Legal Alerts / 12 Feb 2013

Legal Alert – Regulation (EU) No 650/2012 on Successions

The European Parliament and the Council of the European Union have passed a regulation which aims at simplifying inheritance settlement and avoiding disputes when the will of a deceased involves the legal systems of more than one Member State. Under the new rules, the succession to a deceased person will be dealt with as a whole, wherever the assets are.

The regulation will apply from 17 August, except for Articles and 77 and 78, which will apply from 16 November 2014, and Articles 79, 80 and 81, which will apply from 5 July 2012. Denmark, which has opted out of EU justice and home affairs matters, will not be involved. Neither will Britain and Ireland, who also decided to opt out of the scheme.


Currently heirs and legatees to the around 450,000 cross-border successions each year are faced with complex legal issues involving judicial systems in several states. According to Kurt Lechner (EPP, DE), who steered the proposal through Parliament, cross-border inheritances make up 10% of all successions in the EU, involving some €123 billion. The Lechner report was passed with 589 votes in favour, 21 against and 79 abstentions.

The new regulation introduces two new principles for dealing with international successions.
First, if someone dies in a Member State that is not their home country, their succession will generally be dealt with under the law of the Member State where they last had their place of “habitual residence”, by the courts and authorities of that Member State. This will avoid conflicts that could otherwise arise if several courts in different Member States declared themselves competent. “Residence” will be a matter of facts, and does not mean “domicile”.

In addition, a single competent authority will have jurisdiction, that of the deceased’s habitual residence. As an exception to this, competence may be given to the authorities of the country where the property is located if that is necessary for the transfer of the property and its recording in the land registers.

Currently, an estate can be subject to a number of laws depending on the location and type of the asset involved. For instance, many European state rules of Private International Law distinguish between immoveable and moveable assets. The law of the country where the real estate is situated applies to the real estate involved. However, bank accounts, investments, shares, etc., are subject to the law of the deceased’s domicile. Therefore, a conflict of laws arises when a person is deemed to be domiciled in two countries, making it difficult to plan ahead or settle cross-border estates.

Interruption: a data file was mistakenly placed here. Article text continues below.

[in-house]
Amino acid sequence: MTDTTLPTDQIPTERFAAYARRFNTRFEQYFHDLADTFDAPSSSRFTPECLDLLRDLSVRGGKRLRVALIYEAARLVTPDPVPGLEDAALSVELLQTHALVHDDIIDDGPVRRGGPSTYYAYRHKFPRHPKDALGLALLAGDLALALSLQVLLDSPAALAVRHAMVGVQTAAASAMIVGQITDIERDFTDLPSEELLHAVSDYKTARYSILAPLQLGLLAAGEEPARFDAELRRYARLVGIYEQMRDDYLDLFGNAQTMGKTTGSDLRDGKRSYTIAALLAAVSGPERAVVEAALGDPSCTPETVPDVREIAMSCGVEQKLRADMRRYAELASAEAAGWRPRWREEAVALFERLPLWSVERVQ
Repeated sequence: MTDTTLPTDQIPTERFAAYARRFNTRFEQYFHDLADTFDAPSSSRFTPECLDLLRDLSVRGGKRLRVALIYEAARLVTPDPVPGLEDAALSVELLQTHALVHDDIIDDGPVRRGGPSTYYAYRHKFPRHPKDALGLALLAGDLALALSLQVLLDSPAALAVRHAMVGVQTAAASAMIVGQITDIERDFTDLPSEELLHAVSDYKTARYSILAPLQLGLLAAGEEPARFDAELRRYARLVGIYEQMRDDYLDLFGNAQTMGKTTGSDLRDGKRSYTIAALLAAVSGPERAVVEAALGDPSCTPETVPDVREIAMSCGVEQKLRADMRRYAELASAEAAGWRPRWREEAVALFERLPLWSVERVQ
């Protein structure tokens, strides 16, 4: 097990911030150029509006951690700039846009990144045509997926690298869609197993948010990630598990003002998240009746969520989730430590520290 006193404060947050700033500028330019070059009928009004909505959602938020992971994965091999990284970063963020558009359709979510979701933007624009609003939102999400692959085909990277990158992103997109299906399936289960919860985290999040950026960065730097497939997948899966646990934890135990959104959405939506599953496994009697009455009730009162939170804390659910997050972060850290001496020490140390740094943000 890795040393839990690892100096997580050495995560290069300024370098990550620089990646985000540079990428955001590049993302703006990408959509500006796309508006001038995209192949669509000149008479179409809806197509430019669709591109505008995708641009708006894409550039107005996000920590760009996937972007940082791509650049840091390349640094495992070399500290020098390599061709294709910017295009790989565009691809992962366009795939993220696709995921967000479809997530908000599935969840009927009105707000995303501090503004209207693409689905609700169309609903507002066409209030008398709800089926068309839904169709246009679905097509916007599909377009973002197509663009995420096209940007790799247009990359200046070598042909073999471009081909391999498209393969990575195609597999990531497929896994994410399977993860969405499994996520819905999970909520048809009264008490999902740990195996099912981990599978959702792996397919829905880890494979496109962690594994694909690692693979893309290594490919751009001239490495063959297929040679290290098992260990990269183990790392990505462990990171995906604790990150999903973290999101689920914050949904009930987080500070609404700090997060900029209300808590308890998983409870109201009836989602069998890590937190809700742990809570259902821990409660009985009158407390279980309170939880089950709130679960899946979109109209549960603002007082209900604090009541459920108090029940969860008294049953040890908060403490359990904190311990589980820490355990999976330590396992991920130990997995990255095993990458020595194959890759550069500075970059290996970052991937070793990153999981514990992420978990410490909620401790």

Second, the person drawing up a will also has the option of having his or her will read under the law of his or her Member State of origin. This will give EU citizens in general a new right, which is believed to be a major improvement, as it will allow anyone living abroad within the EU to retain close links with their home country and ensure that specific national provisions, such as rules governing gifts made during a lifetime, are respected.

Indeed, the regulation will enable people to choose in their Will to have the law of their native state applied to the whole of their estate.  The choice of law cannot be implied. An express provision of this must therefore be drafted in the Will. . An option of applicable law is not new to a Finnish citizen, who has been able to choose applicable law under the Finnish Code of Inheritance 40/1965. In fact, a Finnish citizen’s options are reduced considerably by this regulation.


The Regulation also introduces a European Certificate of Succession, which will constitute proof of the capacity of the heir or legatee and of the powers of the executors of wills or third-party administrators. This certificate will be issued by the competent authority upon application of any heir, beneficiary, devisee, legatee, executor or third-party, using swifter and cheaper procedures, i.e. an application form that can be easily translated into any language within the European Union. Use of this certificate will not be mandatory.

In practice this means that within one estate there might be many different certificates proving different kinds of capacities. The practical effects of the European Certificate of Succession are to be determined in the future. It is believed that this will represent a major improvement on the present situation, where people sometimes have difficulty exercising their rights. The European Certificate of Succession will not apply to tax issues.

The use of the Certificate will not be a substitute for internal procedures. However, the effects of the Certificate will also be recognized in the Member State whose authorities have issued it. Most likely the competent authorities in Finland will be the district courts.


The new regulation will not affect the situation of people who remain resident in their home country. It will not change national laws governing succession, property, or tax arrangement and it will not introduce any harmonization of national laws.

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